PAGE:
During one of my summer seminars involving young farmers and ranchers, I was asked a multifaceted question: “What advice can you offer for new producers related to debt management, grain marketing and people management?”
Let’s start out by discussing debt management. Unless handed a silver spoon of equity, many young producers carry large amounts of debt with little equity. Their debt to asset ratio may be 70 percent or higher. If this is your situation, you need to develop a well-thought-out business plan to compensate for the lack of equity and manage the risk of having higher debt levels. Producers with limited equity must exhibit high levels of economic production per acre and per asset with reasonable costs. If you experience a good year, use your profits to build some cushion by preserving some working capital, specifically cash. Working capital is a measure of liquidity, calculated using current assets minus current liabilities. Ideally, your level of working capital should be greater than 20 percent of your annual operating expenses. In addition, pay down your obligations on time to build your credit score.
I must admit that grain marketing is not my expertise; however, my observations indicate that producers must be cognizant of their cost of production when marketing grain. This knowledge allows you to make an informed decision regarding when to sell in order to cover all costs. Making some profit consistently is better than taking the risk of market volatility to get a “home run.” Scott Mickey, a former student of mine and a farm business consultant at Clemson University, suggests marketing some of the crop during the planting season rather than waiting until the fall harvest. His research indicates that the average benefit over a 30-year period was $0.19 per bushel for corn, $0.25 per bushel for soybeans and $0.15 per bushel for wheat. Do not let your ego get in the way when making marketing decisions; yes, you may leave some money on the table in certain cycles.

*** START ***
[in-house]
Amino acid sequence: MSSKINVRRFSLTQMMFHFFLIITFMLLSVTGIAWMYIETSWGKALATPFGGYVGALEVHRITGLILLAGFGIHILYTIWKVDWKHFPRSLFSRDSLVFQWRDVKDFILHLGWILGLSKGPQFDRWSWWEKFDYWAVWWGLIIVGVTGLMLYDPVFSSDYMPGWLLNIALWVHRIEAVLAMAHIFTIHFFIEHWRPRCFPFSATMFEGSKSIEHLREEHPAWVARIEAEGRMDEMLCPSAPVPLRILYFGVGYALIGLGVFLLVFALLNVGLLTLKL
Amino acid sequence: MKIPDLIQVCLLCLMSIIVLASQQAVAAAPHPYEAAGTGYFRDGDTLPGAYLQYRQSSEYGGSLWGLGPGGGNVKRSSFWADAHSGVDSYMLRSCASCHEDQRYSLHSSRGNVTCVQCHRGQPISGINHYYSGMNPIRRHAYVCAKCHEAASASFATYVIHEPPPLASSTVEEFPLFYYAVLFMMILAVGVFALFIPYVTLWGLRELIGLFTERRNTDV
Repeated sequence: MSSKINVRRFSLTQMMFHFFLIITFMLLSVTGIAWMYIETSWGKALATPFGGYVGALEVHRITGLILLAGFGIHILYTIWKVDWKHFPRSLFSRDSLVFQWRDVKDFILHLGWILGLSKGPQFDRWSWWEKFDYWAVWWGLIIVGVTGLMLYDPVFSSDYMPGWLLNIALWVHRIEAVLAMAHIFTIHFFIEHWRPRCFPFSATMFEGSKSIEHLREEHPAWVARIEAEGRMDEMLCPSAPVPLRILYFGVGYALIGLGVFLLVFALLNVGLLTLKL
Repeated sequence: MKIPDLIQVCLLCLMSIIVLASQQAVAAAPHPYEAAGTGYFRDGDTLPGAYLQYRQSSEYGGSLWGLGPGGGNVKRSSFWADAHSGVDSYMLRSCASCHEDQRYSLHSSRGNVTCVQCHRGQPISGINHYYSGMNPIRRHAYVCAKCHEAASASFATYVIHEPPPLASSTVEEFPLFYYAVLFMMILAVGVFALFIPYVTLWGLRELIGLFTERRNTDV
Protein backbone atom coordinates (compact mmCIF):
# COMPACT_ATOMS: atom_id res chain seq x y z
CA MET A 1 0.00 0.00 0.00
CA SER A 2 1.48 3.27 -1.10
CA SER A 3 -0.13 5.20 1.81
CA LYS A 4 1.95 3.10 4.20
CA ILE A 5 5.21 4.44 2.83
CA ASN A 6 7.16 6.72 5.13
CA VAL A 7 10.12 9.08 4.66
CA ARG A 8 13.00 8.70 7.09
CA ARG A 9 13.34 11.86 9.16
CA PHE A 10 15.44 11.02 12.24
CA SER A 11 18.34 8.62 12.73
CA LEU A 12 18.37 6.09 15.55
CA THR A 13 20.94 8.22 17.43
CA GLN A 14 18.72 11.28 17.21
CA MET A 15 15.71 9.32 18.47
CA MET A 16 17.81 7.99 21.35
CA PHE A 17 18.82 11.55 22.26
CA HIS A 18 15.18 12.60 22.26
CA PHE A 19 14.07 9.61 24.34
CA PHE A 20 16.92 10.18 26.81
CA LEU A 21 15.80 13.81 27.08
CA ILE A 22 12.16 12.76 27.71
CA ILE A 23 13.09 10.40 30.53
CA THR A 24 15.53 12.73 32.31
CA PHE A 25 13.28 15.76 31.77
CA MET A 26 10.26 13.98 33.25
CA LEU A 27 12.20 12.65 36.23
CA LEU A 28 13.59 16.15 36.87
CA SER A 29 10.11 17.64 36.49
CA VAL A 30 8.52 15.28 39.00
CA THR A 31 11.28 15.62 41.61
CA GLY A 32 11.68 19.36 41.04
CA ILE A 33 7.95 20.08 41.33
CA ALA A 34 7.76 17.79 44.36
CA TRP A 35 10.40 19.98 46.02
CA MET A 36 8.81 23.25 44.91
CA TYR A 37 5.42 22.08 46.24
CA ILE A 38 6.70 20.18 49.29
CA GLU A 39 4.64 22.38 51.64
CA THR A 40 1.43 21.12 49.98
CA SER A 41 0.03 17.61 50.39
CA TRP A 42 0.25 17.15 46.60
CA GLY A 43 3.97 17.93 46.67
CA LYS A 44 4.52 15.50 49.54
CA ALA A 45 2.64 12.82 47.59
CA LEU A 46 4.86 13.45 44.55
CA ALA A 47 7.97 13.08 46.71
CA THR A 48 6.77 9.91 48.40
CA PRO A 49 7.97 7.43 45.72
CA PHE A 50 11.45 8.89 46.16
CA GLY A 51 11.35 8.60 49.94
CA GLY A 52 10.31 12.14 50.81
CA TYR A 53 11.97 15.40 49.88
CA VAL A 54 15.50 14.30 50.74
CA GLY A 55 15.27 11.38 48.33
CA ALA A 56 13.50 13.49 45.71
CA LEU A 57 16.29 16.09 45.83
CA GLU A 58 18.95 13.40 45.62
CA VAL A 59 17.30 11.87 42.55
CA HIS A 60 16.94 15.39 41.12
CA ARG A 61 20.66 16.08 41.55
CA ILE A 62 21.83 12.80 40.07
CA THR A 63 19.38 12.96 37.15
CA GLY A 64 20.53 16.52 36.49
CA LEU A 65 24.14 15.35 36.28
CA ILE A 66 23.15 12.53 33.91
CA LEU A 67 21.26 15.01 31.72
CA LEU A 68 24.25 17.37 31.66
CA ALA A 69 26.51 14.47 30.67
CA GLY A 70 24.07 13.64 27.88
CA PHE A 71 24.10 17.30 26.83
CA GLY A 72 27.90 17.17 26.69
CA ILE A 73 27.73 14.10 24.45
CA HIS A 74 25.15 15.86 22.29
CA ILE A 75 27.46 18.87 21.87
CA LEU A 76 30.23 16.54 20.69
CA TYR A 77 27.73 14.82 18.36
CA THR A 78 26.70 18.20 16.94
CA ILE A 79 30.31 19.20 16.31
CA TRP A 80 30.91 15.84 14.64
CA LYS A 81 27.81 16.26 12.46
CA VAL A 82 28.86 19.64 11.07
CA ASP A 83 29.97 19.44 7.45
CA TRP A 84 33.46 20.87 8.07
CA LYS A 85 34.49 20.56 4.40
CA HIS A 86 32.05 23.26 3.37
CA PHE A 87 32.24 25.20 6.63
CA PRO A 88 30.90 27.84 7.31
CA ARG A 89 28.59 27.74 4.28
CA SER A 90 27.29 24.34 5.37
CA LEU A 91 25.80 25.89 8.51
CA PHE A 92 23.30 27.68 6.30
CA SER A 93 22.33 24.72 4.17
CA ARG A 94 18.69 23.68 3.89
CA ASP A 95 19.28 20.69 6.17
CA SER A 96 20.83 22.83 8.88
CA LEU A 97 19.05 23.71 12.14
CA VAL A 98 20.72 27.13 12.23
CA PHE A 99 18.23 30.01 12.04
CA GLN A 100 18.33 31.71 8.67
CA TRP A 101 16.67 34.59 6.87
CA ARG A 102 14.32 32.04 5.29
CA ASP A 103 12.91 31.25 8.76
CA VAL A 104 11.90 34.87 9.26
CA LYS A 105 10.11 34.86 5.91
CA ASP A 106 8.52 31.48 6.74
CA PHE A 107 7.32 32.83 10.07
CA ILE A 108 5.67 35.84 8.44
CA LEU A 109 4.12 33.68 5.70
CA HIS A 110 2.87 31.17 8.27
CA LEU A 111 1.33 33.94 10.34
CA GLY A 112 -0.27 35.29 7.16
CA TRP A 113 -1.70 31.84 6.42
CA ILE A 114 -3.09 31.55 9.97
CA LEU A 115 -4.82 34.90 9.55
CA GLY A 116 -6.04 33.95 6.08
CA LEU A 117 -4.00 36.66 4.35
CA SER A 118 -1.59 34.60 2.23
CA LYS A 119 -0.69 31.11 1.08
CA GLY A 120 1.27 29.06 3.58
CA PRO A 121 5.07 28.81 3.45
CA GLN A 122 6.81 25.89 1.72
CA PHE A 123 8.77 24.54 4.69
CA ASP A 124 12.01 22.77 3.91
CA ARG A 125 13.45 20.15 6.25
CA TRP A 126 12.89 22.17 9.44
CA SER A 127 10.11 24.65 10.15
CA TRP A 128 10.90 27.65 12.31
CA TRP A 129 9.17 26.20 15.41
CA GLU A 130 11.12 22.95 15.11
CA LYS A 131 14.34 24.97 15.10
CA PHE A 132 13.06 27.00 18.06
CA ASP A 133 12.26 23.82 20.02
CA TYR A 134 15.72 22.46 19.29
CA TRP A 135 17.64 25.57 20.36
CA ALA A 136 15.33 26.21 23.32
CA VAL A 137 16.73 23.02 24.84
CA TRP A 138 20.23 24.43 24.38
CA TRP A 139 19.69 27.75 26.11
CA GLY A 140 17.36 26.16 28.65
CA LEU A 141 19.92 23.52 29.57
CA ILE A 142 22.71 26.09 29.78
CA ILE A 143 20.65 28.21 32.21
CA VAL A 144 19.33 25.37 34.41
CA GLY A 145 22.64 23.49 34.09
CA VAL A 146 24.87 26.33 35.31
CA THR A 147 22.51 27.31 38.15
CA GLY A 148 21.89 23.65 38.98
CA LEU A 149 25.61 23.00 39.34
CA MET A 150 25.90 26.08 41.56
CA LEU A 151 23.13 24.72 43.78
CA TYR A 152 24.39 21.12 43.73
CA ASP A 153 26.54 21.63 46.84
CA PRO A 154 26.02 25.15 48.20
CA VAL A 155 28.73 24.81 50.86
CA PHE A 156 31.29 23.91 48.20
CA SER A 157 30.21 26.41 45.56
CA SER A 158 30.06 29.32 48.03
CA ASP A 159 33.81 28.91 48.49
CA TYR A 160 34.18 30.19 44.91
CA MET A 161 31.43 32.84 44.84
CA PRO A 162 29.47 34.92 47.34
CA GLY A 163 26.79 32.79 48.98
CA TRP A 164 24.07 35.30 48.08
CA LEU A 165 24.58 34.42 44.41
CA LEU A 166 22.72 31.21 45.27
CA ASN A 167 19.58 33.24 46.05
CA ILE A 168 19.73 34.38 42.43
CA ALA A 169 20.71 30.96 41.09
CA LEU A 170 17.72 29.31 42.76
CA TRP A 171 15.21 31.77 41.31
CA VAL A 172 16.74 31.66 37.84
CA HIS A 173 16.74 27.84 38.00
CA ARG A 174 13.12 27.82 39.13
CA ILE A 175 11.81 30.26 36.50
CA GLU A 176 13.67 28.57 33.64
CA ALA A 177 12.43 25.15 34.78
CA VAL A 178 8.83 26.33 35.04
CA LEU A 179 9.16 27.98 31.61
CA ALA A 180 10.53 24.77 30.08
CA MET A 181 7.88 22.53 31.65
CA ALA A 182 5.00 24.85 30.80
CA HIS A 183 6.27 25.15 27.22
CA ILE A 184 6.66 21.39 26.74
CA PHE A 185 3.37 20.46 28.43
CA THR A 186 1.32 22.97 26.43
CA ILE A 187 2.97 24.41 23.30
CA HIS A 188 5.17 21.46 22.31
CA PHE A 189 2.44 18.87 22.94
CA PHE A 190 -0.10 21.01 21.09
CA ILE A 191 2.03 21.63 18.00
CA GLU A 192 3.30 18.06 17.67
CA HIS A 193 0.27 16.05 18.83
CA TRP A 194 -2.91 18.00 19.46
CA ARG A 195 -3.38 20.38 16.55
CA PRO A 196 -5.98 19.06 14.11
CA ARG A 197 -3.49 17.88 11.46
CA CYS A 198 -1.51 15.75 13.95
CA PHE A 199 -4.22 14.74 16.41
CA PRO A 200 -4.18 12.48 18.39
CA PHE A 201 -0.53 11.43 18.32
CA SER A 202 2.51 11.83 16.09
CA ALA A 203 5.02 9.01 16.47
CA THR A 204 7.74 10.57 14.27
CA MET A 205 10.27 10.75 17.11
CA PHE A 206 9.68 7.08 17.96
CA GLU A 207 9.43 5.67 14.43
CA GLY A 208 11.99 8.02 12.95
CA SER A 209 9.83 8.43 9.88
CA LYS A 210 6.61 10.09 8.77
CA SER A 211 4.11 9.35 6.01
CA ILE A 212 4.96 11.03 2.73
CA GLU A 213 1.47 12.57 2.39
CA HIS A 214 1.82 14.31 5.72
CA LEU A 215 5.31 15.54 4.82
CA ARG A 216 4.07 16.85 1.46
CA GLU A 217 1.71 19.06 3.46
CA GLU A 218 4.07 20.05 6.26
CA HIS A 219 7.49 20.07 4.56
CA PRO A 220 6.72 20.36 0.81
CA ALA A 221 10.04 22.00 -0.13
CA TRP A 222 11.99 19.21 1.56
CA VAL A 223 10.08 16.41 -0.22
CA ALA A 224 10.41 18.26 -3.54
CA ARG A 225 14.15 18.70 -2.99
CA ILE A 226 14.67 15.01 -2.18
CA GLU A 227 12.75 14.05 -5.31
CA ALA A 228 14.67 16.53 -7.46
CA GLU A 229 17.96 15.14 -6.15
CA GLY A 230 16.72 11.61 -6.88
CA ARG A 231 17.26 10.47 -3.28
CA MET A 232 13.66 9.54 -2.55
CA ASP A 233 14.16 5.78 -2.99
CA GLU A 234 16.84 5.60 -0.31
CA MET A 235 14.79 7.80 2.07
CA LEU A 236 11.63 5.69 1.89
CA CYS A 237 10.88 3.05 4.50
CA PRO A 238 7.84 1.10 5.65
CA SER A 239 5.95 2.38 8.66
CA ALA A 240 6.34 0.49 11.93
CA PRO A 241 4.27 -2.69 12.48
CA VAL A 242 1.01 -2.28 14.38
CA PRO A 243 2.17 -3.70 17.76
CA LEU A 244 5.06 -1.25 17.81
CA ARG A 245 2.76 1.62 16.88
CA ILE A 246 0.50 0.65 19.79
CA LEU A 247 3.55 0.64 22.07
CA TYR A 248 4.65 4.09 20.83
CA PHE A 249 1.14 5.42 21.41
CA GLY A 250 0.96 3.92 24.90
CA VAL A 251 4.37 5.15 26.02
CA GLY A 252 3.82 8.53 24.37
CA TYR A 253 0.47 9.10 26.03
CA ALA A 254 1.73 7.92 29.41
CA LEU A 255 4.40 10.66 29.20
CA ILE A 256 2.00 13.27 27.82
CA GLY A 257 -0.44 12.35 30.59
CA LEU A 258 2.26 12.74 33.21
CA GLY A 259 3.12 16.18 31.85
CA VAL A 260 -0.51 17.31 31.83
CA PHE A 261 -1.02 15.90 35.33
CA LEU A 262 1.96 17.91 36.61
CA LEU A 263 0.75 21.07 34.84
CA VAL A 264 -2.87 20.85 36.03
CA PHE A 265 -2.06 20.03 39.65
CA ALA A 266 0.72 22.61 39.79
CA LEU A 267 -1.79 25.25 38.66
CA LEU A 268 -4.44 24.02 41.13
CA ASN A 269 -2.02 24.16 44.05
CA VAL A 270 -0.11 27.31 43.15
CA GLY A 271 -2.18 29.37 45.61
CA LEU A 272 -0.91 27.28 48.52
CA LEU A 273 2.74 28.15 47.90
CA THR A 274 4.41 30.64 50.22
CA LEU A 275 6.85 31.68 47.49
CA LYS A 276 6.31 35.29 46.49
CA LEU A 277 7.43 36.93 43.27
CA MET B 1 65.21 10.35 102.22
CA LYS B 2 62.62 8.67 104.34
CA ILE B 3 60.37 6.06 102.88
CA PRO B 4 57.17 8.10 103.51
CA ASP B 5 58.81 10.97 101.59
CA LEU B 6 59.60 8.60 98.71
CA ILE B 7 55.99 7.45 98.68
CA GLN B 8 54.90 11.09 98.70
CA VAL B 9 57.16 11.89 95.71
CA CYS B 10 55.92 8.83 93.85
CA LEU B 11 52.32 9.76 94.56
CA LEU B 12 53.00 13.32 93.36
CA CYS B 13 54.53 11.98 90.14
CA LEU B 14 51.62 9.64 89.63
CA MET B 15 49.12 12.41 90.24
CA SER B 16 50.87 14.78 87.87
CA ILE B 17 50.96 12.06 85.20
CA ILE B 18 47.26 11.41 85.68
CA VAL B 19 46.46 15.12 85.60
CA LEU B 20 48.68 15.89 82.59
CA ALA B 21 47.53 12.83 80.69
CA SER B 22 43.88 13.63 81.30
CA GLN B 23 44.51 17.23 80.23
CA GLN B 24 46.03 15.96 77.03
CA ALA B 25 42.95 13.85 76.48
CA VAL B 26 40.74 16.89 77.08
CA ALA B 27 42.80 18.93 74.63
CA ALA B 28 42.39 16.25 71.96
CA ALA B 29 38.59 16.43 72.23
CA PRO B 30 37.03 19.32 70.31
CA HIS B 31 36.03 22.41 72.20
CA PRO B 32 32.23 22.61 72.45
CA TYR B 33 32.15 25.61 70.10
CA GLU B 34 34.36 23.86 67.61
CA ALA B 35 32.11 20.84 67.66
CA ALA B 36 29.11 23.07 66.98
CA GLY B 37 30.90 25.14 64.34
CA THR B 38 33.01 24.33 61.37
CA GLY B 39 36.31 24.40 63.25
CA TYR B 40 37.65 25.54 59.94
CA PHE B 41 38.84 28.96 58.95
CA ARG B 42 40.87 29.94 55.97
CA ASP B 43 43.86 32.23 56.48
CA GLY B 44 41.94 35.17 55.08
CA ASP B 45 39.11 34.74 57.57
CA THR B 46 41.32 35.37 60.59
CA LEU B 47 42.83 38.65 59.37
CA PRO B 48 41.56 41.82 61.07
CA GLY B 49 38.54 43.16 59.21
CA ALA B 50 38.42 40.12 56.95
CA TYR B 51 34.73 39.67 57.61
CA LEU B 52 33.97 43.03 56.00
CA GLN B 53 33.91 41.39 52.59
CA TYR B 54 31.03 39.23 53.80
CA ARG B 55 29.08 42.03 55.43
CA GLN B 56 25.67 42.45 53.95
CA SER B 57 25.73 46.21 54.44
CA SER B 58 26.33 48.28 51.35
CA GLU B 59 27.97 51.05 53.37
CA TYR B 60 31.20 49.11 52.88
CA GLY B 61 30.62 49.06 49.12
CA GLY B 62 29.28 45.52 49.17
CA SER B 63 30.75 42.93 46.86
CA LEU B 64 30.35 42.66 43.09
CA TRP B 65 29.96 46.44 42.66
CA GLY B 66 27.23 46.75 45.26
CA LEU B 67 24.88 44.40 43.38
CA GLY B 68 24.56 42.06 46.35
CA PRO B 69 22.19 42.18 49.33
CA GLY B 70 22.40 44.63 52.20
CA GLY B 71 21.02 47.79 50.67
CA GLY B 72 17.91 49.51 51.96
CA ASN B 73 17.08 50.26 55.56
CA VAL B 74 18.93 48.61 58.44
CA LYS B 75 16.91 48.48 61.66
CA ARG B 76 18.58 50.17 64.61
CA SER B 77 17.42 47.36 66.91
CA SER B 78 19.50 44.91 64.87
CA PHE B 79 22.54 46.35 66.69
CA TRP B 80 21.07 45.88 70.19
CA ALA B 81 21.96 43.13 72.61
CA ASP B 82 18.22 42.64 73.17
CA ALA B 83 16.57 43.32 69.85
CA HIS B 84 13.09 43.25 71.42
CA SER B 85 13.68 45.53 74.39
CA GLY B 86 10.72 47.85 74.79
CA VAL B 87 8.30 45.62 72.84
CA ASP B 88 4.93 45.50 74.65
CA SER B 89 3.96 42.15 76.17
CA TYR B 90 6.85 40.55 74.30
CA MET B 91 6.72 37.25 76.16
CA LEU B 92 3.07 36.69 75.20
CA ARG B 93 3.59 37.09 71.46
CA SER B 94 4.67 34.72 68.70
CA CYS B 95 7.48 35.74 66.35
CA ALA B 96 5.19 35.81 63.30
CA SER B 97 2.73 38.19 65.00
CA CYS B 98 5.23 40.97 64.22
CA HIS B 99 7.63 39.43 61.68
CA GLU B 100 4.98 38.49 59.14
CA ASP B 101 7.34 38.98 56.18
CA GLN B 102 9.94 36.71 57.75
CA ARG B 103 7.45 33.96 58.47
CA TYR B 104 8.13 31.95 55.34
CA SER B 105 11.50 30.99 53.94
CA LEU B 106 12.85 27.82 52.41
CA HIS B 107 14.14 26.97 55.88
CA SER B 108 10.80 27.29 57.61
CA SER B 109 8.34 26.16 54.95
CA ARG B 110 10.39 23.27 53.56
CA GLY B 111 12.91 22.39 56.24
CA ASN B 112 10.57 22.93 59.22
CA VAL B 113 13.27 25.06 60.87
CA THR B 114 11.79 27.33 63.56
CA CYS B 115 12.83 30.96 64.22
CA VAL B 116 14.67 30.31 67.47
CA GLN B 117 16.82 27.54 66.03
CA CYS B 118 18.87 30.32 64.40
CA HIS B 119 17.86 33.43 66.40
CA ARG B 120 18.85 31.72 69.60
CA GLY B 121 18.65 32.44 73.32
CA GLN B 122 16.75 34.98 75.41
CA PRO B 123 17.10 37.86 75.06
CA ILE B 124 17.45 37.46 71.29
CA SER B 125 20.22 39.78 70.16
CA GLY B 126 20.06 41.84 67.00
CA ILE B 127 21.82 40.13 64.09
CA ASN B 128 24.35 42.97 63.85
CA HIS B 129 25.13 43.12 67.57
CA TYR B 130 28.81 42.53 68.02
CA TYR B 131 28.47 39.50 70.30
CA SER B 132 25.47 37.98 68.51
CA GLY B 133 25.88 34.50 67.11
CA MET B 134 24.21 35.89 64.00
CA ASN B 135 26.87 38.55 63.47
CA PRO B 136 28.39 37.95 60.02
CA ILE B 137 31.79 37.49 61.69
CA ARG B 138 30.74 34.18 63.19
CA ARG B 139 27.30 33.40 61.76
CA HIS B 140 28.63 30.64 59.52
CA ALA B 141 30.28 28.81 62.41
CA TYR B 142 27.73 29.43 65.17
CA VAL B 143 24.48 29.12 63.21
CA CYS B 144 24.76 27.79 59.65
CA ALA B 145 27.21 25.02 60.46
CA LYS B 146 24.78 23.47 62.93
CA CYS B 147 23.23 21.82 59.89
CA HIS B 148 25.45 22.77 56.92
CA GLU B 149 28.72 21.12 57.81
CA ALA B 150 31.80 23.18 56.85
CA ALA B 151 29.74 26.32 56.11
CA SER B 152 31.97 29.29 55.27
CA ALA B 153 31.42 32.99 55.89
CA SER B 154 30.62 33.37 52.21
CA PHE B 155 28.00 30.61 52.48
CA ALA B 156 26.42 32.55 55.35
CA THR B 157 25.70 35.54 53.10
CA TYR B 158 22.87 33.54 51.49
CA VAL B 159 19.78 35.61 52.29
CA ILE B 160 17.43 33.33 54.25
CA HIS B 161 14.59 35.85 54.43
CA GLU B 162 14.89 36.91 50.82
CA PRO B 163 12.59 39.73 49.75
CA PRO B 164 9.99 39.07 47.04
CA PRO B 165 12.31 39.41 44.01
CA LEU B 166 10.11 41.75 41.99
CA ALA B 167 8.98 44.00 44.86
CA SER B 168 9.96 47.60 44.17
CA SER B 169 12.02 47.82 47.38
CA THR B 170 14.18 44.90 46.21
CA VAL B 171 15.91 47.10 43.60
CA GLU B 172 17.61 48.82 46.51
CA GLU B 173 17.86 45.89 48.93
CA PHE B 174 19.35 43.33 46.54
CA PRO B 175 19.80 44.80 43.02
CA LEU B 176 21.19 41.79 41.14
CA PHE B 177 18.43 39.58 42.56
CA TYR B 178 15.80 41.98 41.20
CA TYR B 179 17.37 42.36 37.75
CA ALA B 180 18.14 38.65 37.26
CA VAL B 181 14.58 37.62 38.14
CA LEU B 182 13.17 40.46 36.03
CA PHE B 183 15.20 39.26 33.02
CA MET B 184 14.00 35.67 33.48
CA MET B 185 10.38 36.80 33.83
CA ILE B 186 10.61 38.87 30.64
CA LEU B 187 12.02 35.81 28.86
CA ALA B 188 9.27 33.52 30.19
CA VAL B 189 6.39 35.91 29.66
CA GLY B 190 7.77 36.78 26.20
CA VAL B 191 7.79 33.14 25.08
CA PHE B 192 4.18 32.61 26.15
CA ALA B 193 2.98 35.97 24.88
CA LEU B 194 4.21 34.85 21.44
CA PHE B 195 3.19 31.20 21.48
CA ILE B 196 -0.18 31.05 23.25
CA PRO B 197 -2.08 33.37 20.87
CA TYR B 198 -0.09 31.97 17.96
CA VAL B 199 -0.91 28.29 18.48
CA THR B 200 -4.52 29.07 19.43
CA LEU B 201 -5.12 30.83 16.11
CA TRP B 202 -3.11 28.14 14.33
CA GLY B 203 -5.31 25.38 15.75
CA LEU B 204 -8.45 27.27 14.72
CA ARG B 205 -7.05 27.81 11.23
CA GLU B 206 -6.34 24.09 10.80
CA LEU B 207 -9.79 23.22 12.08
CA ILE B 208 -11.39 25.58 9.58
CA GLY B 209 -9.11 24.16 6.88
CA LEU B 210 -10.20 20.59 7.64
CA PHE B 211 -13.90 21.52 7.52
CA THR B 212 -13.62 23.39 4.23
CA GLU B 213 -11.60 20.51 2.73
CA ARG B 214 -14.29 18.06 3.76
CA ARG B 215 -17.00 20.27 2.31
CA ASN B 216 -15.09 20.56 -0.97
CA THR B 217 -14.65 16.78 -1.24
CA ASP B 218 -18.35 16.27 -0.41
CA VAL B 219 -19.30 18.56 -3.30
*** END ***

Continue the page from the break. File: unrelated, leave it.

Lastly, let’s briefly discuss people management. Many good assessment tools and programs can help you develop your people management skills. One recommendation is investing in a personality profile for yourself and your associates. I personally have used the DiSC profile. This assessment indicates behavioral differences in how we respond to conflict, what motivates us, what causes us stress and how we solve problems. When all team members know these behavioral differences about others on the team, communication is improved.
While I could discuss each of these topics at length, this brief summary provides some basic management advice to lead you in the right direction. A good mentor can also be useful in guiding new farmers and ranchers a long way in many of these challenges.